If a managed investment scheme is offered to retail investors in New Zealand, it will need to be registered in New Zealand under New Zealand law. Registered managed investment schemes are highly regulated and must comply with specific registration, disclosure and governance requirements. The manager of the scheme must be licensed and an independent licensed supervisor (trustee) must be appointed.

If the scheme is marketed solely to wholesale investors in New Zealand, it will not need to be registered.

The Trans-Tasman mutual recognition regime allows Australian offerors to use their Product Disclosure Statement (PDS) and prospectuses in New Zealand, without requiring the manager to be licensed.

Financial Service Providers Register

Anyone who carries out certain financial services in New Zealand must be registered as a financial service provider on the Financial Service Providers Register. This includes financial advisers, banks, securities issuers, fund managers, custodians, money managers, credit contract providers, credit card providers, travellers cheque providers, currency exchanges, insurers, trustees, listed companies, issuers of derivatives to the public and foreign exchange dealers.

Foreign financial service providers who reside outside New Zealand and provide financial services in New Zealand will generally not need to register (provided they are not offering financial advice in New Zealand).

Registration as a financial service provider on the Financial Service Providers Register is not a licence or an endorsement by the Financial Markets Authority.

Depending on the nature of the financial services offered by the registered entity in New Zealand, it may also need to be authorised or obtain a market services licence.

If financial services are provided to retail clients, the financial service provider must also join an approved dispute resolution scheme.

Registered providers can be deregistered if their registration is likely to be misleading as to the extent financial services are provided in New Zealand or from a place of business in New Zealand, the provider is regulated by New Zealand law or the registration would damage the integrity or reputation of New Zealand financial markets.

Financial advisers and discretionary investment managers

Any person who advises on financial products or provides an investment planning service is subject to certain disclosure requirements and conduct obligations.

The requirements apply to financial service providers resident overseas, if the service is provided in New Zealand.

Persons providing services on a personalised basis relating to more complex products will generally also have to become authorised by the Financial Markets Authority and meet certain standards. This will require them to:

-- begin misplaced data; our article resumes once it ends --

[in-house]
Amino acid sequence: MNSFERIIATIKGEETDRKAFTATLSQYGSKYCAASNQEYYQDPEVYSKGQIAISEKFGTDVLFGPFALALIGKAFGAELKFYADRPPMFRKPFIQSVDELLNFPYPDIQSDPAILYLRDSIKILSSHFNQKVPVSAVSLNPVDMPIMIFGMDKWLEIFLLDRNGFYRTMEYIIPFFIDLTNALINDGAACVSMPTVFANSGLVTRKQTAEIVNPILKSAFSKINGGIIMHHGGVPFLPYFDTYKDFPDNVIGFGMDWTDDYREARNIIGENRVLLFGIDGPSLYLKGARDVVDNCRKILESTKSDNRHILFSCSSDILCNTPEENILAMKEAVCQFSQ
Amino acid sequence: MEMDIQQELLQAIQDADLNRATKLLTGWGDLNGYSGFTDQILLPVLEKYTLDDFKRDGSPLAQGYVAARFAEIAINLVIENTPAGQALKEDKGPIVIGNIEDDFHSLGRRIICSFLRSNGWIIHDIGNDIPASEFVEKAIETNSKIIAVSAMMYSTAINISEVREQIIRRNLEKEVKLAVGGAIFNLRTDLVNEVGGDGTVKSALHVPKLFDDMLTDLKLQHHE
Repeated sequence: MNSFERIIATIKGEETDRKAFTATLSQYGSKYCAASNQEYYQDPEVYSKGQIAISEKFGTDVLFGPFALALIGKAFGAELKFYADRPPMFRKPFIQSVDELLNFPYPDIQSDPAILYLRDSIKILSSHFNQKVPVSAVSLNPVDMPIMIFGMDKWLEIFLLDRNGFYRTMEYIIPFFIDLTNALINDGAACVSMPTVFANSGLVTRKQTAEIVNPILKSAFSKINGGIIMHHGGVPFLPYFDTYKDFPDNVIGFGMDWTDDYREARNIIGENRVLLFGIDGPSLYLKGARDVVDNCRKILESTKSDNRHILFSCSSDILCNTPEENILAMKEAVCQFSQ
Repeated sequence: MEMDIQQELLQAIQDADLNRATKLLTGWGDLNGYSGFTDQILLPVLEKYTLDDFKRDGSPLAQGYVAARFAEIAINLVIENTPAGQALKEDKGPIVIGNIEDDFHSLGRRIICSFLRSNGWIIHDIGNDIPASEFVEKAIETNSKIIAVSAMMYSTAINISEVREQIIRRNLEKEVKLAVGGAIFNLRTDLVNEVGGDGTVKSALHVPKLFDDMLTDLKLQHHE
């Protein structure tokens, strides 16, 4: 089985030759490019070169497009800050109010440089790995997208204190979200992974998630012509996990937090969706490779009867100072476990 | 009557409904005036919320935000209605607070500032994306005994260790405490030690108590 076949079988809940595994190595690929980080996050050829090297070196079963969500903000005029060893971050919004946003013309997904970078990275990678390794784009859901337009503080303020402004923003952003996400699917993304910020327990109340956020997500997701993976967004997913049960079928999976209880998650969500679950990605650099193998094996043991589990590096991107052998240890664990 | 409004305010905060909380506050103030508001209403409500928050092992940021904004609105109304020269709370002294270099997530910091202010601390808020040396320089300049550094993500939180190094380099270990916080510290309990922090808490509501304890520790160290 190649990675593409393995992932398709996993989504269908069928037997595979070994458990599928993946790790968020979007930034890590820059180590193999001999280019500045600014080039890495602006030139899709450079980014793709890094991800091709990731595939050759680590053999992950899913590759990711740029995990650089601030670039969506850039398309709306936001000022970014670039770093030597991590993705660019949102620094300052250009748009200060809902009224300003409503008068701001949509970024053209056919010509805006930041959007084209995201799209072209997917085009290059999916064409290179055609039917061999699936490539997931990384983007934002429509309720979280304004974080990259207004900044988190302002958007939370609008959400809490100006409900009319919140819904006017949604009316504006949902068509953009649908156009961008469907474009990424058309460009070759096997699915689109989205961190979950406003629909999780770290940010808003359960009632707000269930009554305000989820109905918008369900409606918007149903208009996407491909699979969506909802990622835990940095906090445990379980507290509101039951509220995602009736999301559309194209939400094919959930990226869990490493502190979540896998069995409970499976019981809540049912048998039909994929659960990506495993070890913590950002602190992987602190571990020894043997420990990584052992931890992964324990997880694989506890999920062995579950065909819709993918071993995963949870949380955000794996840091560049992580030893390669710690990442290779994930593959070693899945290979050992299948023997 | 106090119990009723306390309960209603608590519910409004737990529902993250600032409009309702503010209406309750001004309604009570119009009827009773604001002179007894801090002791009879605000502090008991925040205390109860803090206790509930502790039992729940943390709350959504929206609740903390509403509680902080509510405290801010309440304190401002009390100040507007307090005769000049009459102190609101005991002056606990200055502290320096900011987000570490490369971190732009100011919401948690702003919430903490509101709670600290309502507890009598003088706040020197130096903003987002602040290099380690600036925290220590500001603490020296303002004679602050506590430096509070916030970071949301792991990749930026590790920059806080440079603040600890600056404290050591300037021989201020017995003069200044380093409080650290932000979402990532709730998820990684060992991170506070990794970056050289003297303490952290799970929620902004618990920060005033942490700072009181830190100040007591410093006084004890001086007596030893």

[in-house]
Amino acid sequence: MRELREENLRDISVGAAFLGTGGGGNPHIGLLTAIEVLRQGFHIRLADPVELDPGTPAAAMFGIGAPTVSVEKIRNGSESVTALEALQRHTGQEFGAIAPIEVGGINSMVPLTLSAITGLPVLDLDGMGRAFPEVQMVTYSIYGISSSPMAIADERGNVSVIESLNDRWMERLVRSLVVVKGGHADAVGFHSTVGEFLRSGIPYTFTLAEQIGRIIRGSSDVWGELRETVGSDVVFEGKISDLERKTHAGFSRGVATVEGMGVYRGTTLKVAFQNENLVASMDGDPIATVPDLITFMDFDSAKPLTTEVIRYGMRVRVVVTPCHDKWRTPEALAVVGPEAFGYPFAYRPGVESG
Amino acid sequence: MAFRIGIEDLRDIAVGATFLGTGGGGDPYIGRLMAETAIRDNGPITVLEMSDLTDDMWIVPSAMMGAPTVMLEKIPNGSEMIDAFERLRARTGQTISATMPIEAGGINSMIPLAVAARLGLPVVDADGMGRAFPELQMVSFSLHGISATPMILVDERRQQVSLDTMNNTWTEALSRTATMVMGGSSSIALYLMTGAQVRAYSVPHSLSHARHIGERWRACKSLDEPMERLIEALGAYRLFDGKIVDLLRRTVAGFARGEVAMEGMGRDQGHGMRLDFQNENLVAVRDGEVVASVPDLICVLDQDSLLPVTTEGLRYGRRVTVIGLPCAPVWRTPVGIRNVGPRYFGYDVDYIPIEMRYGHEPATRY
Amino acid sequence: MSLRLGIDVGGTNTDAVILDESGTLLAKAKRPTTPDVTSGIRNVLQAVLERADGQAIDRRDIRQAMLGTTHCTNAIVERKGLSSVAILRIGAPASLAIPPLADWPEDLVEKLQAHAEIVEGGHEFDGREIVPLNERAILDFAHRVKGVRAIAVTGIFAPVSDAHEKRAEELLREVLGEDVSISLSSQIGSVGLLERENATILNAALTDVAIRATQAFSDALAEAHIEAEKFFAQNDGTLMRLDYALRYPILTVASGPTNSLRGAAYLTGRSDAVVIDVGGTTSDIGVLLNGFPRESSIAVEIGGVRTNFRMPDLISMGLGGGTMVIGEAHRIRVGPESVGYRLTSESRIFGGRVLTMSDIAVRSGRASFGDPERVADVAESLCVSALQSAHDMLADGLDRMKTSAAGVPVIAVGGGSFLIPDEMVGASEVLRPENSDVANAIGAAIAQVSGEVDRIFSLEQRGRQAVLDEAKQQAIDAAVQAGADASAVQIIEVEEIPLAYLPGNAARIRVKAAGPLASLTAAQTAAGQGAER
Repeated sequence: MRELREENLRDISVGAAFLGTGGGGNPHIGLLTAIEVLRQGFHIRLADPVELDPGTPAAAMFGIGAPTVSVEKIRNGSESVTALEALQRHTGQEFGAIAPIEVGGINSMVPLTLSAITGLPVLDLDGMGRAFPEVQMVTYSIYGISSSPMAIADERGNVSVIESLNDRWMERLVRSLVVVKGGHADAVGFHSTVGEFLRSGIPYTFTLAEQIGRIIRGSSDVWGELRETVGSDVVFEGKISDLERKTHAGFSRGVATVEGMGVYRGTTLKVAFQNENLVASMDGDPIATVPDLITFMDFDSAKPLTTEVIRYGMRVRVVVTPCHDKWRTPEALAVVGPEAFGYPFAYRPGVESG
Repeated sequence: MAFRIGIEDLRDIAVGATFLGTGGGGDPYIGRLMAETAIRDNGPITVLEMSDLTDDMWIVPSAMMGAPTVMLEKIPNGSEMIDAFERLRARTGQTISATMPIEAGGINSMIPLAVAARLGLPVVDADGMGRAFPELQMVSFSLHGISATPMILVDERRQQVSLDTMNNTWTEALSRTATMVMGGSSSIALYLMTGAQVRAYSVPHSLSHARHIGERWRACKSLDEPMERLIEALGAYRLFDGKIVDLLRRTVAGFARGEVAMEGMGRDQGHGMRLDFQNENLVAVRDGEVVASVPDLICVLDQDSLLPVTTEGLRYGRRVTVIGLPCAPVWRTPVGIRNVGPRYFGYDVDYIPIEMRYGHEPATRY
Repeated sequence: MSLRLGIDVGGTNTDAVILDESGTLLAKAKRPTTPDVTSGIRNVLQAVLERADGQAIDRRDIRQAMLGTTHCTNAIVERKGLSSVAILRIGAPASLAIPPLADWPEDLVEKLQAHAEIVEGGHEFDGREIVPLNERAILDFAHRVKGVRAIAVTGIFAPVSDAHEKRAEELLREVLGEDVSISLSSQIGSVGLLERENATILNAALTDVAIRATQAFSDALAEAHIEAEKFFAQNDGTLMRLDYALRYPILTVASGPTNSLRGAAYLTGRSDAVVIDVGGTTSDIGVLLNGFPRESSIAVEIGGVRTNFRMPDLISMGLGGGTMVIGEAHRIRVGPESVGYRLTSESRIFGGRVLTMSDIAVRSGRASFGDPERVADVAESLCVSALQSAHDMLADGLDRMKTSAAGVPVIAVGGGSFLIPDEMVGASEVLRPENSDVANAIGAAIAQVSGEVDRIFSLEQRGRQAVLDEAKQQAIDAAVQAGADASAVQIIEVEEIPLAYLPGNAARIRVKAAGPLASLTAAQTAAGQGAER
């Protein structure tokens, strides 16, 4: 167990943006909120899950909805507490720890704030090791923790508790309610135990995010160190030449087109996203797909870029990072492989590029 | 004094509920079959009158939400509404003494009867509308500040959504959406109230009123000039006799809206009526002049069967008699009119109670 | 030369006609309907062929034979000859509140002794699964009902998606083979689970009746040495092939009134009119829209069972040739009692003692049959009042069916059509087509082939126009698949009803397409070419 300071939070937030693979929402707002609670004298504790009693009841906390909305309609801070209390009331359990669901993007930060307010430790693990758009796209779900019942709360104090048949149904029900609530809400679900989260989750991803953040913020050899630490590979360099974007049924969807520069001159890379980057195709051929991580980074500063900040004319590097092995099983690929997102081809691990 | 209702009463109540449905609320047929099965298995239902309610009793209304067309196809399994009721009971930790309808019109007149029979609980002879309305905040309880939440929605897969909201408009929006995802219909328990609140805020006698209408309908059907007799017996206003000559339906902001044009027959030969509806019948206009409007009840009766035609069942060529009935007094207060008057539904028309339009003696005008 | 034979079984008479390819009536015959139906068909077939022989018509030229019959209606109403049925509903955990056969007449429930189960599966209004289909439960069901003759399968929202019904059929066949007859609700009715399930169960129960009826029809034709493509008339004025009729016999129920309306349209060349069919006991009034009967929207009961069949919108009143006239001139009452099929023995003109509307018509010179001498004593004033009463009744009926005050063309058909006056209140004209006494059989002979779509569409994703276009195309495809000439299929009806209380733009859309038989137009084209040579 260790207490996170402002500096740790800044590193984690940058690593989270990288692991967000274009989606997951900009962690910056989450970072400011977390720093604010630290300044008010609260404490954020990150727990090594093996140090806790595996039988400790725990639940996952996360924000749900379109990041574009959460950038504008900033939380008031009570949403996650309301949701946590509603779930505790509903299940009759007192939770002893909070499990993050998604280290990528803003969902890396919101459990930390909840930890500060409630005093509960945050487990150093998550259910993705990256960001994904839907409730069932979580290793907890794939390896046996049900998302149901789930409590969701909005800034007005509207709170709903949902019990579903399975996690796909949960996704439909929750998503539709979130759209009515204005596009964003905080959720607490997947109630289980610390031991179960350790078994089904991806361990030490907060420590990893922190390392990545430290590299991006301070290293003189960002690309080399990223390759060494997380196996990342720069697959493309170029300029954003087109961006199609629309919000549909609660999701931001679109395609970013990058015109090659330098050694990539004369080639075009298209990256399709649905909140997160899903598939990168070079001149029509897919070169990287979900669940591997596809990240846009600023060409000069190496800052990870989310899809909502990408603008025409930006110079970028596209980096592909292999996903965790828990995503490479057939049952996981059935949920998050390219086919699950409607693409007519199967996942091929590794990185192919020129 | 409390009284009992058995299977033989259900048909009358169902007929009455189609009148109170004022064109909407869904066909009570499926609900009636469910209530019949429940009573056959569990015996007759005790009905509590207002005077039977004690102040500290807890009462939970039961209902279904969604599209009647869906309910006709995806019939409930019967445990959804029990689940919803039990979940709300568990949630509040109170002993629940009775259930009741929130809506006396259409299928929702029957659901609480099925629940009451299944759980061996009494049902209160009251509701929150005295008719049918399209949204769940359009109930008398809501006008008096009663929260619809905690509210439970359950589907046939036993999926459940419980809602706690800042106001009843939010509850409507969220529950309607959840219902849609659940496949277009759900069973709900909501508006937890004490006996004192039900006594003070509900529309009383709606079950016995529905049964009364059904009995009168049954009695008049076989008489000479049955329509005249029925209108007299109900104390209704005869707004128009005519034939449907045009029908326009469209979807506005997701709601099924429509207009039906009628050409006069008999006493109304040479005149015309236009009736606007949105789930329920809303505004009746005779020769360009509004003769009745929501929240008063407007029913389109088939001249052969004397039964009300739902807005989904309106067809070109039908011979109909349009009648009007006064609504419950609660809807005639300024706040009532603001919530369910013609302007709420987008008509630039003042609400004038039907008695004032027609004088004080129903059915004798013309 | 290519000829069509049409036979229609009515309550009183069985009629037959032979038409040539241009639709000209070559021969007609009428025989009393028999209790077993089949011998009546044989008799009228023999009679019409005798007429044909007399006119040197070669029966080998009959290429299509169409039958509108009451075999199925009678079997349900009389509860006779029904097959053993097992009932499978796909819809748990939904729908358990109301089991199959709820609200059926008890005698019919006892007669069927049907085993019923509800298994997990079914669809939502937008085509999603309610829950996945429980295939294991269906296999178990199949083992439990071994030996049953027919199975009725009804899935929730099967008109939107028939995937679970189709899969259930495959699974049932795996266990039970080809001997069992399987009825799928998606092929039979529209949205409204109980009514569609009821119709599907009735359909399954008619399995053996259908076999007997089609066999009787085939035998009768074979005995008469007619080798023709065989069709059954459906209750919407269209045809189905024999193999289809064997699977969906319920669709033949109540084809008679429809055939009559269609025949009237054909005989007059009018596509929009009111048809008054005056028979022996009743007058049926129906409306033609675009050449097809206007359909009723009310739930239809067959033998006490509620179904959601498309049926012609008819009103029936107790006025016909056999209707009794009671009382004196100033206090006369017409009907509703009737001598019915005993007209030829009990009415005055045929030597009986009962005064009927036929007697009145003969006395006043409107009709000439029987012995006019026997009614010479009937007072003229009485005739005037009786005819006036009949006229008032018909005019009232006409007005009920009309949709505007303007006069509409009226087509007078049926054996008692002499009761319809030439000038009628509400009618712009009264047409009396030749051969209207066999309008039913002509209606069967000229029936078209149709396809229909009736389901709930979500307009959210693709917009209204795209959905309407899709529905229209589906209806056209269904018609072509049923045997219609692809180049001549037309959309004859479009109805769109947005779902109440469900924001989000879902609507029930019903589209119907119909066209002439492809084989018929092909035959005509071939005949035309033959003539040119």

• meet certain authorisation criteria and have certain prescribed qualifications (which generally are available only in New Zealand)
  • provide certain prescribed disclosures to their clients
  • meet certain conduct obligations relating to ethical, client care, competence, knowledge, skills and continuous training standards, and
  • be party to an approved dispute resolution service.

Any person who makes investment management decisions on behalf of another person under an authority is subject to certain conduct disclosure obligations, and needs to be licensed if the services are non-personalised.

Reduced requirements apply in relation to services provided to wholesale clients (such as investment businesses, fund managers, large companies, government entities and certain eligible investors) or only on a class basis.

Brokers and custodians

Brokers and custodians who carry on the business of receiving and holding, paying or transferring client money or client property must comply with certain disclosure and conduct obligations.

These obligations apply whether or not the business is the provider's only business or the provider's principal business and regardless of whether the service is provided from overseas or in New Zealand.

Fewer conduct obligations apply to brokers providing broking services only to certain wholesale clients than to those providing services to retail clients.

Foreign exchange market

There are no restrictions on the buying and selling of foreign currencies. The New Zealand banking system offers a full range of foreign exchange services including spot, forwards, futures, options and the more sophisticated derivative products.

New Zealand operates a very open regime. Borrowers may raise finance on and off-shore and in the currency of choice. Banks are actively engaged in the provision of short and medium-to-long term debt to the consumer, commercial and corporate sectors. Market forces determine the level of interest rates.

Repatriation of funds

There is no restriction on the repatriation of capital or earnings of a New Zealand business to overseas investors. This includes the remitting of dividends, profits, interest, royalties, management fees, etc. In many cases, however, non-resident withholding tax will be required to be deducted from the amount of those payments.

Anti-money laundering legislation

The New Zealand anti-money laundering and countering financing of terrorism (AML/CFT) regime requires overseas entities engaged in certain financial activities in the ordinary course of business in New Zealand to:

  • carry out various levels of customer monitoring and due diligence, identity verification and suspicious transaction reporting in accordance with the AML/CFT legislation
  • undertake and prepare a written risk assessment of the risk of money laundering and the financing of terrorism that it may reasonably expect to face in the course of its business, and
  • establish, implement and maintain an AML/CFT compliance programme under the administration of a dedicated compliance officer.

Other regulations

New Zealand also has rules regarding:

  • registration as an overseas company when a foreign company is carrying on business in New Zealand
  • compliance with Foreign Account Tax Compliance Act (FATCA), automatic exchange of information (AEOI) and Common Reporting Standard (CRS), and
  • registration and establishment of limited partnerships.

This summary is necessarily generalised. There may be exceptions depending on your particular circumstances. It is suggested you seek advice before proceeding with any proposal.